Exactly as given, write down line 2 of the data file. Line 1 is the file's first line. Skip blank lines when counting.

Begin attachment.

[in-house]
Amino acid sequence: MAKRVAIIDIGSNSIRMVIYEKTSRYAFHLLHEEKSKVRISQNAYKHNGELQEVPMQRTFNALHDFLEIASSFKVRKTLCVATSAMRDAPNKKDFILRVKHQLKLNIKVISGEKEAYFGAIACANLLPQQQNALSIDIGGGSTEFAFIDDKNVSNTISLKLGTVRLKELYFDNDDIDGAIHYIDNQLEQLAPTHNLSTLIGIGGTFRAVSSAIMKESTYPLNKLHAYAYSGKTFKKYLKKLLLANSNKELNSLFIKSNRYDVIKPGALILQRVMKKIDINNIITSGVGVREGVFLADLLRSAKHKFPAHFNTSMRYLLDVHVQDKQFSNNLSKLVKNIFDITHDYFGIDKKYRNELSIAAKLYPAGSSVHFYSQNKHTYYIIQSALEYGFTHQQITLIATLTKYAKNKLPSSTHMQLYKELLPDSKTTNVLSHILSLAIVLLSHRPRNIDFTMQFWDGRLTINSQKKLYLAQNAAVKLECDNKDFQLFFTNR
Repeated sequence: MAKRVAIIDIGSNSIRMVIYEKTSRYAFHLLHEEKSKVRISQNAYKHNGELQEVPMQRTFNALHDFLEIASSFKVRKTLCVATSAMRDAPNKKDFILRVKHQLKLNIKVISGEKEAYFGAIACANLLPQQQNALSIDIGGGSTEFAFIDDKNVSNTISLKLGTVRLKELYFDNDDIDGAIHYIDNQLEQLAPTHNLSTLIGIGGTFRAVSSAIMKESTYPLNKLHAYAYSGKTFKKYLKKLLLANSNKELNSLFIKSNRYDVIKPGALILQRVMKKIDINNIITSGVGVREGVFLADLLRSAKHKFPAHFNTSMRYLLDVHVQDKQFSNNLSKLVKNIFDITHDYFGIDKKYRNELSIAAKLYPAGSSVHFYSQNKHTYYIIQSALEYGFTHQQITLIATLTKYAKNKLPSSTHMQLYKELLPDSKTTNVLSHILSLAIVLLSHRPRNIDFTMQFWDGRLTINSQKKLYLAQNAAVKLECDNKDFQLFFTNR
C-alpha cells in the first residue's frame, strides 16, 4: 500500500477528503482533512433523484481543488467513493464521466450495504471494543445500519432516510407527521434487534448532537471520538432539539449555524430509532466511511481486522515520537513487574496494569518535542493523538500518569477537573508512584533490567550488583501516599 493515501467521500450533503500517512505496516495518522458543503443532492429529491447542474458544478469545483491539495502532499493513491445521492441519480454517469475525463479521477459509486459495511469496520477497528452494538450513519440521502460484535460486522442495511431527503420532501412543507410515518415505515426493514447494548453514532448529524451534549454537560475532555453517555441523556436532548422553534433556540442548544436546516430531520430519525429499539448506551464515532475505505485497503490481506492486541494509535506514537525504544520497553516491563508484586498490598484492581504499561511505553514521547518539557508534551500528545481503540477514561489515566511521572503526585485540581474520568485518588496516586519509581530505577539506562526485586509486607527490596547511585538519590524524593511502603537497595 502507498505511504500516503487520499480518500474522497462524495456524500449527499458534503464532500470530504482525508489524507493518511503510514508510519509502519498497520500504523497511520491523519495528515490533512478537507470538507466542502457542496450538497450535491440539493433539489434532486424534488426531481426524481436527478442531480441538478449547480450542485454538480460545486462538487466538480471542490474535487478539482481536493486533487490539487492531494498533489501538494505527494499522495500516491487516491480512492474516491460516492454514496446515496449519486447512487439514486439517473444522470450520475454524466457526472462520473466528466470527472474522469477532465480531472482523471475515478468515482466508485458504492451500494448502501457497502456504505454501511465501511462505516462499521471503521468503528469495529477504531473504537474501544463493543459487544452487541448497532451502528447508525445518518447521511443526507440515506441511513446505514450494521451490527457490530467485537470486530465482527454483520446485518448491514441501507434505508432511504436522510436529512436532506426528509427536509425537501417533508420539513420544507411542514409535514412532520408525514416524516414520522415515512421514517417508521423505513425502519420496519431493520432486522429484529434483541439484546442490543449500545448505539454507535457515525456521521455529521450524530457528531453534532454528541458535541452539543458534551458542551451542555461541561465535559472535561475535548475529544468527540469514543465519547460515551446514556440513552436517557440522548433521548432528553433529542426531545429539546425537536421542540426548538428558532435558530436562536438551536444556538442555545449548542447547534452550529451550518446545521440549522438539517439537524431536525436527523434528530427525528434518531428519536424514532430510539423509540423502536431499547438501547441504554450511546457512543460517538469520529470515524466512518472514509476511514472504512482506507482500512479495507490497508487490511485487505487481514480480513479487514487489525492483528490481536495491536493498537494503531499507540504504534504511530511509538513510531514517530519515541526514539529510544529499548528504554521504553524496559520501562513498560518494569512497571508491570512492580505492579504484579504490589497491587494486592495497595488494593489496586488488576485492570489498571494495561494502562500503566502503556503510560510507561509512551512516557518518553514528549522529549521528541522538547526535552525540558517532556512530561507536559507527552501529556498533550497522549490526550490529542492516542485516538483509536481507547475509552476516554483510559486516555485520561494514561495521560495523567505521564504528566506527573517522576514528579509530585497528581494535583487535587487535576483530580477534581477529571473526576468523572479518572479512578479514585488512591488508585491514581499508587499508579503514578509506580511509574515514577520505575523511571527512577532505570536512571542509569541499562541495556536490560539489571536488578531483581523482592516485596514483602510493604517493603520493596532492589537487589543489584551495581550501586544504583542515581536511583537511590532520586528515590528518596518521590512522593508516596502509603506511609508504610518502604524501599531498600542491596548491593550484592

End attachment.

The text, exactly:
Amino acid sequence: MAKRVAIIDIGSNSIRMVIYEKTSRYAFHLLHEEKSKVRISQNAYKHNGELQEVPMQRTFNALHDFLEIASSFKVRKTLCVATSAMRDAPNKKDFILRVKHQLKLNIKVISGEKEAYFGAIACANLLPQQQNALSIDIGGGSTEFAFIDDKNVSNTISLKLGTVRLKELYFDNDDIDGAIHYIDNQLEQLAPTHNLSTLIGIGGTFRAVSSAIMKESTYPLNKLHAYAYSGKTFKKYLKKLLLANSNKELNSLFIKSNRYDVIKPGALILQRVMKKIDINNIITSGVGVREGVFLADLLRSAKHKFPAHFNTSMRYLLDVHVQDKQFSNNLSKLVKNIFDITHDYFGIDKKYRNELSIAAKLYPAGSSVHFYSQNKHTYYIIQSALEYGFTHQQITLIATLTKYAKNKLPSSTHMQLYKELLPDSKTTNVLSHILSLAIVLLSHRPRNIDFTMQFWDGRLTINSQKKLYLAQNAAVKLECDNKDFQLFFTNR